December 8, 2023

Brighton Journal

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Shaun Murphy stars with the Braves, who take on an elite offense from the former A’s catcher

Shaun Murphy stars with the Braves, who take on an elite offense from the former A’s catcher

street. PETERSBURG, Fla. — With the Oakland A’s going through a dismal season, what must it feel like to see the mighty Braves win every night for the past month, post the best record in baseball, and get huge contributions from players they’ve traded to Atlanta in the past two years? The last two, Matt Olson and Shaun Murphy?

They’ve had time to accept and move on from trading Olson before the 2021 season, but the pain of trading Murphy in December is fresh, and certainly made worse by the fact that the former Gold Glove catcher has taken his previously solid offensive performance to a whole different level in his first half-season with the Braves. Quite simply, Murphy exceeded any and all expectations.

MLB leads in nearly every major offensive category, and after his home run hit three home runs in the fourth inning Saturday night in a 6-1 win over Tampa Bay, he had one homer and 11 backups shy of his career best last season with Oakland. He has 17 homers and 55 RBIs in 67 games – 45 percent of his games were played a year earlier with Oakland when he finished with 18 homers and 66 RBIs.

Oh, and he’ll start in the National League’s All-Star Game Tuesday in Seattle, another measure of how great Murphy’s first season was with his new team.

As if more was needed, beyond the Braves’ 60-28 record, his artillery defense, and Murphy’s .306 batting average and .999 OPS, which ranks third in the major leagues—one place behind teammate Ronald Acuña Jr. 1,001 – among batters who appear 250 or more plates. Murphy’s 3.7 fWAR is tied for fifth in the majors heading into Saturday behind four players — Acuña, Mookie Betts, Shohei Ohtani and Wander Franco — who each have significantly more starts in games and appearances on the plate than Murphy did in 2023, which is notable since WAR Cumulative Scale.

Tied for most wins in the majors, said Braves pitcher Spencer Strider, who struck out with 11 strikeouts in 6 1/3 scoreless innings while holding the Rays to four hits and one walk and improved to 11-2. “You get to the point where I just expect him to hit the ball hard. And the confidence he gives you in the running game and the competition — I mean, we’re very lucky behind the plate this year between him and Trav (catcher Travis D’Arno). And yeah, I mean, the abuse from him was unreal. “.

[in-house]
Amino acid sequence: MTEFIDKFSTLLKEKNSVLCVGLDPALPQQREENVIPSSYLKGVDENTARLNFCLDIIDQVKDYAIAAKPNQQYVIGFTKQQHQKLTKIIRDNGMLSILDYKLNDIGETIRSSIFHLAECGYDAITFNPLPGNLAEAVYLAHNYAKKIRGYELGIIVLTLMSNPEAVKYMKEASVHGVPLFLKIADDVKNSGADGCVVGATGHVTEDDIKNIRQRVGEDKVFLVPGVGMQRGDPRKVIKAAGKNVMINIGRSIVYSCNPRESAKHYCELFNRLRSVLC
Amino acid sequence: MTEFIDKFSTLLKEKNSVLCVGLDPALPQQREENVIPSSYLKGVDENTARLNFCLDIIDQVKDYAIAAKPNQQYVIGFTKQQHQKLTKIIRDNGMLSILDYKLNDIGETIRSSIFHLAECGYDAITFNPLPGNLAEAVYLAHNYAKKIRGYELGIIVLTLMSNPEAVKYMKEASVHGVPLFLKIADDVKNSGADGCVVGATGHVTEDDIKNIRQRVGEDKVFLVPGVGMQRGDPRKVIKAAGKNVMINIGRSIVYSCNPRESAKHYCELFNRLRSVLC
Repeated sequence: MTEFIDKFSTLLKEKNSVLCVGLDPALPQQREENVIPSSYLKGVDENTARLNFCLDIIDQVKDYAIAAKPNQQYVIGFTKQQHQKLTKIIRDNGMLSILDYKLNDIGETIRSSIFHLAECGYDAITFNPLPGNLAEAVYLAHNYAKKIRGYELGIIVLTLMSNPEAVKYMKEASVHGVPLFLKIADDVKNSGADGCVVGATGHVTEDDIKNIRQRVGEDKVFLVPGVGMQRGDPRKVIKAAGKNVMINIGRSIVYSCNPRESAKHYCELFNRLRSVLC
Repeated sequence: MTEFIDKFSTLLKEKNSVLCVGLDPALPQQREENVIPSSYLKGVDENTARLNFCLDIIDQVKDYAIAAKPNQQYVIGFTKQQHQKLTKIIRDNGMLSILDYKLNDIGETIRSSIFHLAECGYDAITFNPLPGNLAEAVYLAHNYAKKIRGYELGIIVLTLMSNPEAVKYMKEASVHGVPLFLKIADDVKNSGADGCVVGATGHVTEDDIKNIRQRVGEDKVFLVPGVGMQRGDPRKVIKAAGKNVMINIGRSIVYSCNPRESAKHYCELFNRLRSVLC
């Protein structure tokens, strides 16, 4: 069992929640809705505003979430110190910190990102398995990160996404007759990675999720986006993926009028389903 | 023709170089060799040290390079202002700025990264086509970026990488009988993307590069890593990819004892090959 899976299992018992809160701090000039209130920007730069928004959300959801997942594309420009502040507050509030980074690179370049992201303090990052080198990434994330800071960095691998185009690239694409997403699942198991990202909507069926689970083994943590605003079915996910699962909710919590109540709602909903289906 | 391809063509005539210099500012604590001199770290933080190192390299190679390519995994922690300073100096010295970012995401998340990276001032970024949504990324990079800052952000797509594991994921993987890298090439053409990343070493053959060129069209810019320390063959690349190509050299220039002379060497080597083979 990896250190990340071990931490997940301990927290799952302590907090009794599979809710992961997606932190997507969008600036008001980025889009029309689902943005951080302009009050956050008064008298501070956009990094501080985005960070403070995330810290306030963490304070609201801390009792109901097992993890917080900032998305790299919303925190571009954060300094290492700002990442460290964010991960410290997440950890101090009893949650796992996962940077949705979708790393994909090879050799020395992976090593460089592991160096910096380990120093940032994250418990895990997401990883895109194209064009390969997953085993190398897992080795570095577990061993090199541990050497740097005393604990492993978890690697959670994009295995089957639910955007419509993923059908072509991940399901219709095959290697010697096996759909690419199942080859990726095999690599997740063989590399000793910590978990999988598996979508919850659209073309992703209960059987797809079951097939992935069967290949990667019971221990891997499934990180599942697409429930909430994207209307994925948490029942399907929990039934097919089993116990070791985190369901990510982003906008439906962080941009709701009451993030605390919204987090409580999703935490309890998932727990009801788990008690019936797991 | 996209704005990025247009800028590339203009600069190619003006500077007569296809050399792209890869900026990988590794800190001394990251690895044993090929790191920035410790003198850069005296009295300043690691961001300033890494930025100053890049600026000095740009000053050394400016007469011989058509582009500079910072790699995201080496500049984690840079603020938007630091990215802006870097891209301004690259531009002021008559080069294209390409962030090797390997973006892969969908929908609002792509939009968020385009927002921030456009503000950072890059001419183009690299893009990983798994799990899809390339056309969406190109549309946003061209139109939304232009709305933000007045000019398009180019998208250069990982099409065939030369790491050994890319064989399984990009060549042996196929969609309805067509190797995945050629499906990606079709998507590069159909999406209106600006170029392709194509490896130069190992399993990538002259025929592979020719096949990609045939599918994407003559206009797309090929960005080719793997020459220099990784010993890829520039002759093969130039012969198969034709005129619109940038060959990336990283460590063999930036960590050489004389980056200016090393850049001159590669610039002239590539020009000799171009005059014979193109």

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“It is what it is,” Murphy said with typical modesty. “I just try to do the same things every day. I don’t look at the results and take a lot into account. I worry more about winning games. But when I can help out on the offensive side, I’ll accept that.”

The Braves won 27 of 31 games and moved to a season-high 32 games over . 500 while becoming the 11th team since 2000 to have 60 wins going into the break. They also hosted the 25th consecutive game, matching a modern era franchise record.

The only negative Saturday: reliever AJ Minter came out in the eighth inning with tightness in his left breast after striking out Yandy Diaz and throwing two pitches to Franco. But Minter told his teammates “I’ll be fine” as he left the field, and said afterwards that he was sure it was nothing major, just a tightness he knew better than trying to break through the field. He said no tests were scheduled or expected to be needed, and he hoped she would be feeling well by Sunday.

The All-Star break starting Monday comes at a good time for Minter, even if he and some other Braves have said in recent days that they didn’t have to take a four-day break, given the role they’ve been in. .

“We just played great,” said Stryder. “It feels like every part is clicking now. Even over the course of a game, when someone’s struggling or when the offense is struggling or we’re falling behind, it’s nice to know the other half of the team is coming to get you and figure it out, and that’s kind of what’s been going on. We We play loose, and it feels good.”

When they acquired Murphy as the centerpiece of a three-team deal in December that sent catcher William Contreras to Milwaukee and projected prospects Kyle Mueller and Freddie Tarnock to Oakland (among six players parted ways with Atlanta in the deal), the Braves would have been content this season if Murphy performed. As he did last season. 250 with a . 759 OPS in 148 games in 2022.